This is an article for grownups—but it begins with a little story about children.
At the beginning of my first career, when I was a new teacher, I thought it was my job to fix the problems my students brought to me.
If I couldn’t solve the problem, I thought, it meant I was failing. Failing the kids, failing their parents, failing myself.
No pressure, right?!
In fact, this belief (which is one of the most common limiting beliefs that teachers and parents hold) put an enormous amount of pressure on me to do the fixing—and, less obviously, it put pressure on the kids to be fixed. Within the immediate-fixer approach, there’s an implicit message that it’s not okay to feel the way you feel.
Naturally, I felt pretty stressed out when a child brought me a problem I couldn’t fix.
Then I had an experience that completely changed the way I approached helping kids navigate conflict, and knocked the Fixer completely out of my internal job description.
I tell the story of that transformation in my teleseries and workshops for parents and educators. But this article is not about that story. This article is about how what I learned in that journey can give YOU a powerful tool to help you deal with your own problems and pain.
Here’s the important part of that story for our purposes today: as part of that transformation, I discovered that oftentimes, just 100% accepting the feelings the kid brought to me diffused a lot of their energy around the situation, and just having the space to express those feelings and release that energy, free of judgment, made them feel better—before any action steps had been devised or solutions had even been considered.
This is an example of how it would go:
“I’m so mad at him!”
“Yes, you’re feeling really mad at him.”
After a few rounds of this (and sometimes after just one), the shoulders would drop, the body relaxed, and the child would just settle in and sit with the feelings. Only after that would the child be ready to move into problem-solving mode.
Because helping adults often do lead with a “fixing mentality,” the kids were expecting a redirection, a “here-is-why-you-shouldn’t-feel-that-way,” or a veiled (if unintended) message to “stop-feeling-that-way-as-soon-as-possible-and-feel-better-right-now.”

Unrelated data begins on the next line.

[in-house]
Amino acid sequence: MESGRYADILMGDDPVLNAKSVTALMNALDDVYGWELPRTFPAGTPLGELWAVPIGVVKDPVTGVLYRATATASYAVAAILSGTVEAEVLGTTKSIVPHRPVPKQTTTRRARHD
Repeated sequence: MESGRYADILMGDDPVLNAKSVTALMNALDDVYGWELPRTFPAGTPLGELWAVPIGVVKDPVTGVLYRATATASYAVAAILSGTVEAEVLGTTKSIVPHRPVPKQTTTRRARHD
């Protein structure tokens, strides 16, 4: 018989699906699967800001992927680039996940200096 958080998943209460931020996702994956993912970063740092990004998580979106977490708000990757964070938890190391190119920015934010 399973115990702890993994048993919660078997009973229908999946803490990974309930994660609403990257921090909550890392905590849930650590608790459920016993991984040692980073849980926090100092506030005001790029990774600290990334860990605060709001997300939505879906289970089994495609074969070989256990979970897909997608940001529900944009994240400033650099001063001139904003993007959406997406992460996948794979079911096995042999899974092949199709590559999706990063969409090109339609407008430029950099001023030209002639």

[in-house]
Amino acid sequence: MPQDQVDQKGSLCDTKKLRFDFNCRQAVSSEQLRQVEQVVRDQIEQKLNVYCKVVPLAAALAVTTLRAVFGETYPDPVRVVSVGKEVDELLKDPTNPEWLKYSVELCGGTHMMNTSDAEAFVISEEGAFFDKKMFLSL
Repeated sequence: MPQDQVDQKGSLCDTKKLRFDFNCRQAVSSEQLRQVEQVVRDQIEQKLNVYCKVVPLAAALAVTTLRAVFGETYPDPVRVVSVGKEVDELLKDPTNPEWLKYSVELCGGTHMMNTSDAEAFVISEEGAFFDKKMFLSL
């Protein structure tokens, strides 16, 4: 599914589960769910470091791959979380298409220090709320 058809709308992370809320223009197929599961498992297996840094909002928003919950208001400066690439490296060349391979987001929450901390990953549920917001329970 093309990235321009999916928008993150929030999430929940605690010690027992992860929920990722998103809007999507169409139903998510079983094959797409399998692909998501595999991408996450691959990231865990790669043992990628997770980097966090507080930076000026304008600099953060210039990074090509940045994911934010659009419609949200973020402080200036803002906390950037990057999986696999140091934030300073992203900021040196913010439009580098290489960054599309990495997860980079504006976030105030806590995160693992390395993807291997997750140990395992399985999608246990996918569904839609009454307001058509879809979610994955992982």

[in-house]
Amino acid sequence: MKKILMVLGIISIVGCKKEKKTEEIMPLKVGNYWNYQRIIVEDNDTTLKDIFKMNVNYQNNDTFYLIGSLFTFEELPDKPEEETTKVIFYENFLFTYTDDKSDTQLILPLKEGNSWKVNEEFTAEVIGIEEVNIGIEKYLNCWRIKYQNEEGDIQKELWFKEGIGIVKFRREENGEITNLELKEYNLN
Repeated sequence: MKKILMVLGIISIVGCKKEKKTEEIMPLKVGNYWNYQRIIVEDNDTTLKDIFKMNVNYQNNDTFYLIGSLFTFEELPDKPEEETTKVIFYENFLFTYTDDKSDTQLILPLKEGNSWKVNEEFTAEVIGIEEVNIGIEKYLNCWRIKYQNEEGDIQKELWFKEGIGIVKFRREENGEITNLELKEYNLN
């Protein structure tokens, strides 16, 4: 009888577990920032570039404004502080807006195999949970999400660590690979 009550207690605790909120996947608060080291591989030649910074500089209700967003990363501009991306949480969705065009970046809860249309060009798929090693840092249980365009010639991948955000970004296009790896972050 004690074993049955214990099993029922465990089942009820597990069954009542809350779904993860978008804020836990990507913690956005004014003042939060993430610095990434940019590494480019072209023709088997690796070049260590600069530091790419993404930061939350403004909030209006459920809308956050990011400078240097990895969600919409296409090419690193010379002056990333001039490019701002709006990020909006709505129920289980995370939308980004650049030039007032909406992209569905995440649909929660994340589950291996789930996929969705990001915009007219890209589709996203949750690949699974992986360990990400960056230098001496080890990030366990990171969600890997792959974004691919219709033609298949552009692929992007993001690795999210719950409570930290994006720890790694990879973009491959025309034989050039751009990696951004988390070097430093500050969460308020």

When they didn’t get that, any defensive energy drained away, and they emotionally and physically relaxed. The most common response to my response would be, “Yeah…” followed by a sigh and a visible settling-in.
So, how does this apply to you—to your pain, your breakup, your career disappointment?
Here’s the thing: kids are basically just little people. What works for them can work for you. You can use this strategy with your friends, your partner, and yourself.
One day, shortly after my shift in my conflict-navigation approach with the kids, I was suffering from a particularly painful breakup. I found myself desperately wanting to stop feeling the pain and just make everything better.
Suddenly, I recognized the Fixer…
…and I thought about the “yes” approach. Well, if it works with the kids… I thought. Wanting to break free from my out-of-control wheel-spinning, I decided to try the strategy with myself.
I decided to drop my “fixer” mentality and say yes to my pain.
I was amazed by how well it worked.
When I “yessed” myself, I felt an immediate, full-body physical change. My body just relaxed.
It wasn’t a happy feeling—after all, I was really heartbroken!—but there was peace in it. And acceptance. Total, no-holds-barred acceptance of the fact of the feeling.
I miss her.
Yes, you miss her.
She hurt me.
Yes, she hurt you.
I want her to come back.
I love her.
I didn’t have to fight for or defend my right to feel the pain, anger, and sadness. I didn’t have to produce evidence for why I felt that way. In the absence of that tension, I just settled into the feelings. It was the same change I had seen and felt in the kids.
So, the next time you are suffering from disappointment, heartbreak, or any kind of pain, try this:
When you hear yourself having the same thought on repeat, like “I’m sad,” or “I miss him,” or “I want her to come back,” instead of trying to get past the thought, try just saying YES to the thought, or to the feeling underneath the thought.
For example, “Yes. You’re sad.” “Yes, you miss him.” “Yes. You’re disappointed.” “Yes, you want her back.”
Or, simply: “Yes.”
This will take your body’s and mind’s own defenses down. It will also allow you to begin the healing process—rather than pushing your feeling away or adding guilt and “shoulding” on top of the pain, you’ll “be with” the feeling and it can start to move through you.
In contrast, when you tell yourself, or someone else, “no” with regard to a feeling, the voice will come up, “BUT BUT BUT!” “But I MISS HER!” “BUT HE HURT ME! HE DID!”
The voice will start to recite all the evidence, all the reasons, all the proof that this feeling is valid. This can keep that hamster wheel or thought spiral spinning indefinitely.
However, if you simply say yes—accept that feeling without proof or further discussion—there is no need to begin reciting all the reasons. No explaining necessary. And ironically, once you 100% accept your pain, you may notice your inner pain-spinning voice get softer.
Is there a place for challenging painful thoughts, and turning them around, choosing other thoughts that serve us better? Of course there is. In fact, that’s a huge part of my work with my coaching clients.
But sometimes simply acknowledging and FULLY ACCEPTING the pain can work wonders in diffusing it, and is a critical step in the beginning of the healing process.
This is a way to practice acceptance and unconditional love—for yourself, and for the entire spectrum of emotions and experiences that being human brings.
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Photo by Tavallai